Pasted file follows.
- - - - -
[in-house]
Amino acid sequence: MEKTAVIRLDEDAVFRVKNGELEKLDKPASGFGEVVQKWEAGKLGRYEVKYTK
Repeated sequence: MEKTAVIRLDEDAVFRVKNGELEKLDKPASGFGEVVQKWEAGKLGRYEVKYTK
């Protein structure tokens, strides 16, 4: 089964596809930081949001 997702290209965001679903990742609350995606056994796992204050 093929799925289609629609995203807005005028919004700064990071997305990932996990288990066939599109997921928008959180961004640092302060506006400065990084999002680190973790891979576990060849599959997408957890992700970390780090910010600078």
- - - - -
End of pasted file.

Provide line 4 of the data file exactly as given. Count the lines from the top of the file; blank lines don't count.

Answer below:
């Protein structure tokens, strides 16, 4: 089964596809930081949001 997702290209965001679903990742609350995606056994796992204050 093929799925289609629609995203807005005028919004700064990071997305990932996990288990066939599109997921928008959180961004640092302060506006400065990084999002680190973790891979576990060849599959997408957890992700970390780090910010600078």